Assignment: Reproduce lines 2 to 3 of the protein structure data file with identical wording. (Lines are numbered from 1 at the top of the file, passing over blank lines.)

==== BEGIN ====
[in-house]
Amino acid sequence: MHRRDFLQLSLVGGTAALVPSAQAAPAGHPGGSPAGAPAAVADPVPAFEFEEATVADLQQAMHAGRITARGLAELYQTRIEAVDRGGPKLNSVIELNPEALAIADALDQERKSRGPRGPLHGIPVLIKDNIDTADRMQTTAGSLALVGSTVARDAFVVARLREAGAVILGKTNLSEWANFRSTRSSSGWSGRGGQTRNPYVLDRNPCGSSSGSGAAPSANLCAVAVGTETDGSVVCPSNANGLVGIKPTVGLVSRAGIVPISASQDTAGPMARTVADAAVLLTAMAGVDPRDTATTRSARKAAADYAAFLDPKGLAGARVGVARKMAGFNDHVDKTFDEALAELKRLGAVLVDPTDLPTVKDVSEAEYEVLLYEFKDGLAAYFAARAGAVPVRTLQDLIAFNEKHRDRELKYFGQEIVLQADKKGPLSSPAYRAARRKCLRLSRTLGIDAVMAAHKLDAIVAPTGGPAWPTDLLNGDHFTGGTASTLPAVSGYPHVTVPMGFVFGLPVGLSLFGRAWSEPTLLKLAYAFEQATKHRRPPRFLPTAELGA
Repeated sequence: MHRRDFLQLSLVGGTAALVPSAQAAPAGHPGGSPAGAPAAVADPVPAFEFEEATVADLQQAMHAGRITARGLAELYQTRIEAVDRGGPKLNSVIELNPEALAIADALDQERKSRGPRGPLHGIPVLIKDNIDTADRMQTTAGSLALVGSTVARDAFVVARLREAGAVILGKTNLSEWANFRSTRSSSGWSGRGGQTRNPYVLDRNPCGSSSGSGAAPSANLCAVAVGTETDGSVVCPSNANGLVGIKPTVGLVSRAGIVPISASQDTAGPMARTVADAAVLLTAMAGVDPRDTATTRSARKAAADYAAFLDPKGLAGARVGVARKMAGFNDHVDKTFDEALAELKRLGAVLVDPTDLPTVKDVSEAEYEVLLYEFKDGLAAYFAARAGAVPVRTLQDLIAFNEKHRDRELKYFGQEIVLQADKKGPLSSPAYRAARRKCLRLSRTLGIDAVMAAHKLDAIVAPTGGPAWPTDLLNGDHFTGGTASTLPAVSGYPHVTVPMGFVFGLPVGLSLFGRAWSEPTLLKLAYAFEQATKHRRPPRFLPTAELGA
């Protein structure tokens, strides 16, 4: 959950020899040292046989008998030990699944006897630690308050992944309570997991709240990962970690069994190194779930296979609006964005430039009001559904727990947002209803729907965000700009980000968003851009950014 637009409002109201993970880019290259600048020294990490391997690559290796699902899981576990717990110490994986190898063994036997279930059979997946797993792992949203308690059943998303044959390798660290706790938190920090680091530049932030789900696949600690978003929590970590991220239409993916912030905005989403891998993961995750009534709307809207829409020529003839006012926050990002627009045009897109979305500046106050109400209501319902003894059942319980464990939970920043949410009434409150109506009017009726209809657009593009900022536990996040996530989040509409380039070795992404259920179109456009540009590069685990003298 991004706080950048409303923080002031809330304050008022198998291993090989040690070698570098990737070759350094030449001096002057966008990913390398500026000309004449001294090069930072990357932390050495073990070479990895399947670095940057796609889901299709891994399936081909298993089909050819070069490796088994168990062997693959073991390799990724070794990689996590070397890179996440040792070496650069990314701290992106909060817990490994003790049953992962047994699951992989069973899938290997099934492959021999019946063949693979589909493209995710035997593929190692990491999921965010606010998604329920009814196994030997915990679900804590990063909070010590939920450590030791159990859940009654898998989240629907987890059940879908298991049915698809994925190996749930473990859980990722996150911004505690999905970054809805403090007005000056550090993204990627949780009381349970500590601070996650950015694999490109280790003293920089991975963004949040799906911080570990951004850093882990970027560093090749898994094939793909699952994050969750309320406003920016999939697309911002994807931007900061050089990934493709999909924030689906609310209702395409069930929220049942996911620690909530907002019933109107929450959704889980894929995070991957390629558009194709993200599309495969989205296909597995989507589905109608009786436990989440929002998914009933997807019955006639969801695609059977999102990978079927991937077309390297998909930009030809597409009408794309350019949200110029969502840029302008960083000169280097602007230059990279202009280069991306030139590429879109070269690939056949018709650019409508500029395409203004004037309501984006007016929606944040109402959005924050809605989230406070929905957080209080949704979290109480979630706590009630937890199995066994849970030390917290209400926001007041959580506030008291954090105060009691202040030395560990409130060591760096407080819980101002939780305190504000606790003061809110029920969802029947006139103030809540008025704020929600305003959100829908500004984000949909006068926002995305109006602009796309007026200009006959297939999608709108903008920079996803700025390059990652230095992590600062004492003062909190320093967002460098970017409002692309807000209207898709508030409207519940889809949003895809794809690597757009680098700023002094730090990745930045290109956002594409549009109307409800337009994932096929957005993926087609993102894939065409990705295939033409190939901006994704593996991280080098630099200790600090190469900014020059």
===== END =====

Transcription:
Amino acid sequence: MHRRDFLQLSLVGGTAALVPSAQAAPAGHPGGSPAGAPAAVADPVPAFEFEEATVADLQQAMHAGRITARGLAELYQTRIEAVDRGGPKLNSVIELNPEALAIADALDQERKSRGPRGPLHGIPVLIKDNIDTADRMQTTAGSLALVGSTVARDAFVVARLREAGAVILGKTNLSEWANFRSTRSSSGWSGRGGQTRNPYVLDRNPCGSSSGSGAAPSANLCAVAVGTETDGSVVCPSNANGLVGIKPTVGLVSRAGIVPISASQDTAGPMARTVADAAVLLTAMAGVDPRDTATTRSARKAAADYAAFLDPKGLAGARVGVARKMAGFNDHVDKTFDEALAELKRLGAVLVDPTDLPTVKDVSEAEYEVLLYEFKDGLAAYFAARAGAVPVRTLQDLIAFNEKHRDRELKYFGQEIVLQADKKGPLSSPAYRAARRKCLRLSRTLGIDAVMAAHKLDAIVAPTGGPAWPTDLLNGDHFTGGTASTLPAVSGYPHVTVPMGFVFGLPVGLSLFGRAWSEPTLLKLAYAFEQATKHRRPPRFLPTAELGA
Repeated sequence: MHRRDFLQLSLVGGTAALVPSAQAAPAGHPGGSPAGAPAAVADPVPAFEFEEATVADLQQAMHAGRITARGLAELYQTRIEAVDRGGPKLNSVIELNPEALAIADALDQERKSRGPRGPLHGIPVLIKDNIDTADRMQTTAGSLALVGSTVARDAFVVARLREAGAVILGKTNLSEWANFRSTRSSSGWSGRGGQTRNPYVLDRNPCGSSSGSGAAPSANLCAVAVGTETDGSVVCPSNANGLVGIKPTVGLVSRAGIVPISASQDTAGPMARTVADAAVLLTAMAGVDPRDTATTRSARKAAADYAAFLDPKGLAGARVGVARKMAGFNDHVDKTFDEALAELKRLGAVLVDPTDLPTVKDVSEAEYEVLLYEFKDGLAAYFAARAGAVPVRTLQDLIAFNEKHRDRELKYFGQEIVLQADKKGPLSSPAYRAARRKCLRLSRTLGIDAVMAAHKLDAIVAPTGGPAWPTDLLNGDHFTGGTASTLPAVSGYPHVTVPMGFVFGLPVGLSLFGRAWSEPTLLKLAYAFEQATKHRRPPRFLPTAELGA